While the OP had asked about the appropriateness of saying "Most Divine," she had included the entire honorific, which includes the words "All Holy." Since then, I myself raised questions about using the entire range of honorifics, ranging from His Grace to His All Holiness." Some folks keep on pointing out that the GOA does not use "Most Divine" in English as if this settles the question. Is it or is it not true that the GOA refers to Patriarch Bartholemew as "His All Holiness," as indicated in the following GOA press release?:
"Ecumenical Patriarch Bartholomew to Appear on 60 Minutes Segment on Orthodox Christianity.
Dec 17, 2009
NEW YORK - His All Holiness Bartholomew, the spiritual leader of 300 million Orthodox Christians..." (my emphasis this honorific was repeated later in the press release)
For now, I will forgo a discussion of the oft repeated phrase "spiritual leader of 300 million Orthodox Christians." I will point out other uses of the medieval honorifics (or as Alveus pointed out to me, products of an ancient and venerable culture) all from the official GOA website: His Eminence Archbishop Demetrios, and Metropolitan Iakovos/Maximos/Methodios/etc., His Grace Bishop Andonios.
I am well aware that GOA is not the only jurisdiction to follow this pattern. Thus, we have His Beatitude Jonah, His Eminence Philip, etc... (Once, Father Alexander Lebedeff (ROCOR), after chewing me out royally on this issue, also pointed out senior priests also have a highfalutin honorific). Oh, I just noticed that the Church of Alexandria applies "His Excellency" to titular bishops, while the Patriarch is called "His Beatitude," which has a connotation of extreme happiness and bliss, in addition to blessedness. As an aside, Metropolitan Jonah certainly is a happy man and I think that we in the OCA have been blessed by his almost miraculous rise from Abbot to Primate in a matter of months. In any case, "eminence" is defined as "a position of prominence or superiority" in Merriam-Webster, which calls into question why this same term is applied to the Primate of the Greek Archdiocese and the bishops of the several metropolises under him (at least on paper).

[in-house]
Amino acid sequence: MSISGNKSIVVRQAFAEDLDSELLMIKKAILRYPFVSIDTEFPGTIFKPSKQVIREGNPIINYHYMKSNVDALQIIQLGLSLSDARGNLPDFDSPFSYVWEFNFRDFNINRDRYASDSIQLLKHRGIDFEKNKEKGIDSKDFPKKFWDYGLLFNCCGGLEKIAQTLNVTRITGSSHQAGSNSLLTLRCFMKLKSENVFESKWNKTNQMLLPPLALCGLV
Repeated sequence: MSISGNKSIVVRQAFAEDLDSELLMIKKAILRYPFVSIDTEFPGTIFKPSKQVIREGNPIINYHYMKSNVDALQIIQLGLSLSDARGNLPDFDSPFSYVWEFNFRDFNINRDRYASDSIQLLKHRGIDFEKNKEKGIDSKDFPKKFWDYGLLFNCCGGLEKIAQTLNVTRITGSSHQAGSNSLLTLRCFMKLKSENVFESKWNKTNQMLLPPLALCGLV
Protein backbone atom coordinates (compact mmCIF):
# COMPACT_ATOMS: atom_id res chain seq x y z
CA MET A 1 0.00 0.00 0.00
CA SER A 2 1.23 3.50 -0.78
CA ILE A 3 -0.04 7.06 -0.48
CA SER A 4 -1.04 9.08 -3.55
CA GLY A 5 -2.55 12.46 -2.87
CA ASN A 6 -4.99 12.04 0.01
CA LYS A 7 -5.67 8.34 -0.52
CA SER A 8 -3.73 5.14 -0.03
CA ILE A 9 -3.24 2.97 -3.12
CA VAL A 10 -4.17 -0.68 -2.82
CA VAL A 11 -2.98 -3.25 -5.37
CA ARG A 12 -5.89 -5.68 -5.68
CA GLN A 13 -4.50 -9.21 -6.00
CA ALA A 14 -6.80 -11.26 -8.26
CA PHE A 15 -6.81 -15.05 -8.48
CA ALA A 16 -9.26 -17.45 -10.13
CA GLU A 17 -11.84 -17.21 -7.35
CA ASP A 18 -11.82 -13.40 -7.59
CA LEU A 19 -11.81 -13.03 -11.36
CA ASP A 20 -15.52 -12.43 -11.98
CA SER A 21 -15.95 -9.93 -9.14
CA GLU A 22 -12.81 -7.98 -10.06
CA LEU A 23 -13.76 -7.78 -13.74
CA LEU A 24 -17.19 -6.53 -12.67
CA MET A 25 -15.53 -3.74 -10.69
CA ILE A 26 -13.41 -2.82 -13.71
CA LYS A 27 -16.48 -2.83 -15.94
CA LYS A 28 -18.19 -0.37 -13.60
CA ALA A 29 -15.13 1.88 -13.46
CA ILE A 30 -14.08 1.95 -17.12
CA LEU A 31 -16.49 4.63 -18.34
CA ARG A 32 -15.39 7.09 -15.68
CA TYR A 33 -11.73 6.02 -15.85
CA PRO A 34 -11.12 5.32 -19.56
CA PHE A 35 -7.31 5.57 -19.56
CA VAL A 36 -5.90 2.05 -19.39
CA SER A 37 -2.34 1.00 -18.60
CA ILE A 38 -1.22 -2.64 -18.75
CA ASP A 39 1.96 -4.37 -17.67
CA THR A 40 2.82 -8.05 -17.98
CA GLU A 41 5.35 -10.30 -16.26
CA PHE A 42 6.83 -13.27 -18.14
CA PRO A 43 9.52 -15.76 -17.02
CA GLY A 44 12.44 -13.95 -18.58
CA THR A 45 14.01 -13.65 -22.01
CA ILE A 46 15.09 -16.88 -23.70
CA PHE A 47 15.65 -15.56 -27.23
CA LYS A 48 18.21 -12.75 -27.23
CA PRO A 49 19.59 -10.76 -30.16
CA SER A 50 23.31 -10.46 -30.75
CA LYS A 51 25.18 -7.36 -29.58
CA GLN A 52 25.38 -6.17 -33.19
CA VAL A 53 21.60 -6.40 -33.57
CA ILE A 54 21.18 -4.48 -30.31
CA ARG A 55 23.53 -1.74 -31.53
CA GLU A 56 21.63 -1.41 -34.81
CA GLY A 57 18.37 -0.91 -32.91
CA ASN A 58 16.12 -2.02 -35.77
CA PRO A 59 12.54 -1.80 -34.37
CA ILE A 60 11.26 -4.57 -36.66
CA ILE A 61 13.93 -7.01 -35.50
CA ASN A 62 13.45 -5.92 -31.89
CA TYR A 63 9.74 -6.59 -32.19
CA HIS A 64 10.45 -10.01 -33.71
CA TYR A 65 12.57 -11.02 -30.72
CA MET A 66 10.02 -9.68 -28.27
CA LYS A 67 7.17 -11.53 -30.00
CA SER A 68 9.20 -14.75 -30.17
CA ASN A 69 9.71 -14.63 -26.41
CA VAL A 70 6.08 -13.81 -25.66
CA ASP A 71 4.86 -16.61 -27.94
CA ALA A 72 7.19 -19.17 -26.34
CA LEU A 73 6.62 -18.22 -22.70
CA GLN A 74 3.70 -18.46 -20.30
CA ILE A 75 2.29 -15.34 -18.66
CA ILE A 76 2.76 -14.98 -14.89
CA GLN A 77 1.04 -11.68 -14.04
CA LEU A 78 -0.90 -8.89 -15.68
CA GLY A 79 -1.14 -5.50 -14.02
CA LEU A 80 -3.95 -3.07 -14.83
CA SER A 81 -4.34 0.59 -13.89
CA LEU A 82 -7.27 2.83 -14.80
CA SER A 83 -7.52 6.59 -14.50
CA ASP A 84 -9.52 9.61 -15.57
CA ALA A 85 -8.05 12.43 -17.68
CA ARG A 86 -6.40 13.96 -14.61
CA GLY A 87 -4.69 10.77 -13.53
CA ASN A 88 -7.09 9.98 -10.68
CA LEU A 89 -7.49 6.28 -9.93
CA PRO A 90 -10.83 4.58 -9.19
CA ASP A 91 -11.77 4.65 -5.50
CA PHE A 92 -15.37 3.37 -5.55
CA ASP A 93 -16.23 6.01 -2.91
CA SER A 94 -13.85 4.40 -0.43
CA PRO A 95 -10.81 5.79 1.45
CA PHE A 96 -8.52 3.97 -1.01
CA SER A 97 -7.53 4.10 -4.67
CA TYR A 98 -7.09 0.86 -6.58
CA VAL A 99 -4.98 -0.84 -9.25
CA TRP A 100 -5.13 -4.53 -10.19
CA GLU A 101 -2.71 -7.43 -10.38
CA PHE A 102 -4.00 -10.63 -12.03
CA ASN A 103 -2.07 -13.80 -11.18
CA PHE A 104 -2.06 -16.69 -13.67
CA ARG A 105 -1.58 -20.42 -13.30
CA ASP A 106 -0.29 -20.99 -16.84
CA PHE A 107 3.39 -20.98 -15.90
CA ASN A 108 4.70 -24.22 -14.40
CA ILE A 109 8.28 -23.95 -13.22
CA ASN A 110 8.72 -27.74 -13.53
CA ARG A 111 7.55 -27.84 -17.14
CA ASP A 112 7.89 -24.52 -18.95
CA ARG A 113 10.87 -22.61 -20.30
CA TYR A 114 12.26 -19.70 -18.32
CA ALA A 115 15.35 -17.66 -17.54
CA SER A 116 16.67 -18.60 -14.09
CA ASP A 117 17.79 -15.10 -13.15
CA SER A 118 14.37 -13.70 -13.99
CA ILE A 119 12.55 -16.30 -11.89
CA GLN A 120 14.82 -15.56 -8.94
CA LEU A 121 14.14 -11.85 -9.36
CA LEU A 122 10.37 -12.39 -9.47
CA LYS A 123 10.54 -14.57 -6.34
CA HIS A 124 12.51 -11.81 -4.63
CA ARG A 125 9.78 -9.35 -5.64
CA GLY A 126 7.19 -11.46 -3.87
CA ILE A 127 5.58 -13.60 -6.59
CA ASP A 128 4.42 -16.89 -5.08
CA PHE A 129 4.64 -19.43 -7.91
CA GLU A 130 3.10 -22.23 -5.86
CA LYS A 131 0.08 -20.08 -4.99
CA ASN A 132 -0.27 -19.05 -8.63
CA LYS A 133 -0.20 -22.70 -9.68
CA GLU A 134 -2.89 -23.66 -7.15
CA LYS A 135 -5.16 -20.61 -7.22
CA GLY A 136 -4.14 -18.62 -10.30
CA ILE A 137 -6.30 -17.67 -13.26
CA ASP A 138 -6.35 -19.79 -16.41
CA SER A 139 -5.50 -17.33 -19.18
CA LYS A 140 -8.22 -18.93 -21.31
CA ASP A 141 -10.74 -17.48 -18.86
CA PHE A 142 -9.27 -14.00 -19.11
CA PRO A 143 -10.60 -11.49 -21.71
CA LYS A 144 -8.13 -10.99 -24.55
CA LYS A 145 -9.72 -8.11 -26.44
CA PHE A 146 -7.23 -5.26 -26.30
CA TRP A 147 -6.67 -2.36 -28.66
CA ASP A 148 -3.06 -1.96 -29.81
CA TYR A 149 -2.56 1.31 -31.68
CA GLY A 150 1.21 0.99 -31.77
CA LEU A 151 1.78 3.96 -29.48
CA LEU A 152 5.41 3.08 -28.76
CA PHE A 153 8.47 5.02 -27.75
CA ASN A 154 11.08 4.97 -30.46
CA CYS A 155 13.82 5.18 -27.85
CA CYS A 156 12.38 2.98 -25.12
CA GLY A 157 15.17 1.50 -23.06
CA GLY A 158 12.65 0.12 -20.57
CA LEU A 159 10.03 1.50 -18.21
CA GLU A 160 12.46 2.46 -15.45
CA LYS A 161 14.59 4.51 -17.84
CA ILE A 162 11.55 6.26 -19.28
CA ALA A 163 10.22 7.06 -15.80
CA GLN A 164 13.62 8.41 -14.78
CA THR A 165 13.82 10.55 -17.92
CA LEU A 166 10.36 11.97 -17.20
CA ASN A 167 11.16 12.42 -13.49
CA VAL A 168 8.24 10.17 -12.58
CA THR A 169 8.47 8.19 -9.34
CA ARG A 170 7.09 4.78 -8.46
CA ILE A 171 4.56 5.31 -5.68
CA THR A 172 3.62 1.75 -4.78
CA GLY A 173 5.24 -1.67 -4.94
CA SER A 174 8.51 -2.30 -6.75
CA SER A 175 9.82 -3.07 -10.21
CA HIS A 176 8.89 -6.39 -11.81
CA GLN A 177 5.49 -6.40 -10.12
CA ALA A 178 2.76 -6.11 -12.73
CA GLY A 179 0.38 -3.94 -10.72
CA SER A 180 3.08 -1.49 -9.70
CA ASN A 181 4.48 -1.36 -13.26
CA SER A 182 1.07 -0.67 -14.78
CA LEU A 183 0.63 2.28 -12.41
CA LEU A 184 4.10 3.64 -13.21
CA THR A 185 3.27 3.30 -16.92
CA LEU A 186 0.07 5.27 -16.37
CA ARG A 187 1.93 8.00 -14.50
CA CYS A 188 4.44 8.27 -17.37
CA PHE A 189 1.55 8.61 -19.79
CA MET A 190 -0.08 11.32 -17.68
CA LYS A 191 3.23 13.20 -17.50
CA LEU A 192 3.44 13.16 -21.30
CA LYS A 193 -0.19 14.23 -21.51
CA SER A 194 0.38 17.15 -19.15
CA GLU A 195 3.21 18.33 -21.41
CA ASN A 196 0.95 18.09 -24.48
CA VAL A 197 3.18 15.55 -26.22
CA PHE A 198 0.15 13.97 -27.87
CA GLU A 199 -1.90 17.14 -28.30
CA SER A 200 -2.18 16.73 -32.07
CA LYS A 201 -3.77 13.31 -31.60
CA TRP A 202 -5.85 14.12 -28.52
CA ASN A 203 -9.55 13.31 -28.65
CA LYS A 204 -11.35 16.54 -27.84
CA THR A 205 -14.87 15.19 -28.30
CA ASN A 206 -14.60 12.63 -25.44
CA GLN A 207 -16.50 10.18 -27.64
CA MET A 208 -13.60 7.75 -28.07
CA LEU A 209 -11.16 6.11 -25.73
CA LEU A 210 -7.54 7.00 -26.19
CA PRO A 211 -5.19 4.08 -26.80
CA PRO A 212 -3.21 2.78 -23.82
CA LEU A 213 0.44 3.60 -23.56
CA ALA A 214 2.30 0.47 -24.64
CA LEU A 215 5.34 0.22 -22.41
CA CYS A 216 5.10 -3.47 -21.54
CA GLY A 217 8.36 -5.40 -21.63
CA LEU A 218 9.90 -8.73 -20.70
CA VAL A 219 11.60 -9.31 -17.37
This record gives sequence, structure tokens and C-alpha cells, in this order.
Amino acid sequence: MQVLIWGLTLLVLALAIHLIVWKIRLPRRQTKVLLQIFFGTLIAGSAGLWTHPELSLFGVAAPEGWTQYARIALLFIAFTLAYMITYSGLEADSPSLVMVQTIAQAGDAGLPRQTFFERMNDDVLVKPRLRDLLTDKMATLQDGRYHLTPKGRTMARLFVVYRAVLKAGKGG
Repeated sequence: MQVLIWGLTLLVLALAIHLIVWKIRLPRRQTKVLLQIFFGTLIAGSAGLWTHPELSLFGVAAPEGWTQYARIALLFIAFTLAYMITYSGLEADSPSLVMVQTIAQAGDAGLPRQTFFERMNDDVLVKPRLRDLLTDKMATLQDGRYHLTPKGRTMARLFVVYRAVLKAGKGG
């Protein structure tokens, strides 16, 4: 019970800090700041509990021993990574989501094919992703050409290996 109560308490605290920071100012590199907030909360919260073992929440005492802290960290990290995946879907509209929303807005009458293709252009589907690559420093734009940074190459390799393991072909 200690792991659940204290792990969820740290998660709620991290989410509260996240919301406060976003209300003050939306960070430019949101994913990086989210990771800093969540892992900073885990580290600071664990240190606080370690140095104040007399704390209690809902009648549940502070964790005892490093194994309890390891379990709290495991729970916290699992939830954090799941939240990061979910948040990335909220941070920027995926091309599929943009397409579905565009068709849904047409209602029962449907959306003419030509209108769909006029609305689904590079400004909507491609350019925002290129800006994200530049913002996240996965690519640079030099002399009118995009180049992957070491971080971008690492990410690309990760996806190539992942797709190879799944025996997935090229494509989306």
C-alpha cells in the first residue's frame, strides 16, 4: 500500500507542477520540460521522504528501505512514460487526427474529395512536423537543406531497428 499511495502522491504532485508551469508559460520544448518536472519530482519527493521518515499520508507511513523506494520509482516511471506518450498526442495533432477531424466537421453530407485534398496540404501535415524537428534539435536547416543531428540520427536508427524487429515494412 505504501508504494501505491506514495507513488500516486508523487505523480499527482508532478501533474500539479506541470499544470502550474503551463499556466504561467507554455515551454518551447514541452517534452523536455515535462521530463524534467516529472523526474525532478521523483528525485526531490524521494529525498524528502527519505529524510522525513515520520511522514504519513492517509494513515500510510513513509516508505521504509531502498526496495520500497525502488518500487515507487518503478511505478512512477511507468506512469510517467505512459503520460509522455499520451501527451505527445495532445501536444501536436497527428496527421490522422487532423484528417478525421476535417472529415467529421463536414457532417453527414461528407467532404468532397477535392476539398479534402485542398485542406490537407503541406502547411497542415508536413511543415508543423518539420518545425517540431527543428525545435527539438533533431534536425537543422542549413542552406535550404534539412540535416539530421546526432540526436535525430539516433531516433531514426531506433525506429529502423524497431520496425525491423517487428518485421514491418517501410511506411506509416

Even if folks love using these honorifics as vestiges of a great past, I find the use of "All Holy" to be truly inappropriate. As far as I know, the following hierarchs are currently being referred as such: The bishops of Constantinople and Moscow (who is called His Holiness or The Most Holy used instead of All Holy, a distinction without meaning IMO). Think about it; even the Vicar of Christ is merely called His Holiness. BTW, such a honorific is also presumptuous, to say the least. But, hey what do I know?